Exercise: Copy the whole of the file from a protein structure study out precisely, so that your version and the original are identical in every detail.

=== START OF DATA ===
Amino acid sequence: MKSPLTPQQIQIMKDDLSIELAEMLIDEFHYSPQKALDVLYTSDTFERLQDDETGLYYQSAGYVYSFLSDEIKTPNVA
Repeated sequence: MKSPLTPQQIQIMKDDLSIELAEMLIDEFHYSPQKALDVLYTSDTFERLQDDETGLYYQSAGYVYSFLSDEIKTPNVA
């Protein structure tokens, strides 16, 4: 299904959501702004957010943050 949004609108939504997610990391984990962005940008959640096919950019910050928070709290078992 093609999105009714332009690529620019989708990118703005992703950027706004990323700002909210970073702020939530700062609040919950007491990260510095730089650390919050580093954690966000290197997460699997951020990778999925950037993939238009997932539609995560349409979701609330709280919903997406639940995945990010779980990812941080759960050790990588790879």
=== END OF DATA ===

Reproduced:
Amino acid sequence: MKSPLTPQQIQIMKDDLSIELAEMLIDEFHYSPQKALDVLYTSDTFERLQDDETGLYYQSAGYVYSFLSDEIKTPNVA
Repeated sequence: MKSPLTPQQIQIMKDDLSIELAEMLIDEFHYSPQKALDVLYTSDTFERLQDDETGLYYQSAGYVYSFLSDEIKTPNVA
């Protein structure tokens, strides 16, 4: 299904959501702004957010943050 949004609108939504997610990391984990962005940008959640096919950019910050928070709290078992 093609999105009714332009690529620019989708990118703005992703950027706004990323700002909210970073702020939530700062609040919950007491990260510095730089650390919050580093954690966000290197997460699997951020990778999925950037993939238009997932539609995560349409979701609330709280919903997406639940995945990010779980990812941080759960050790990588790879």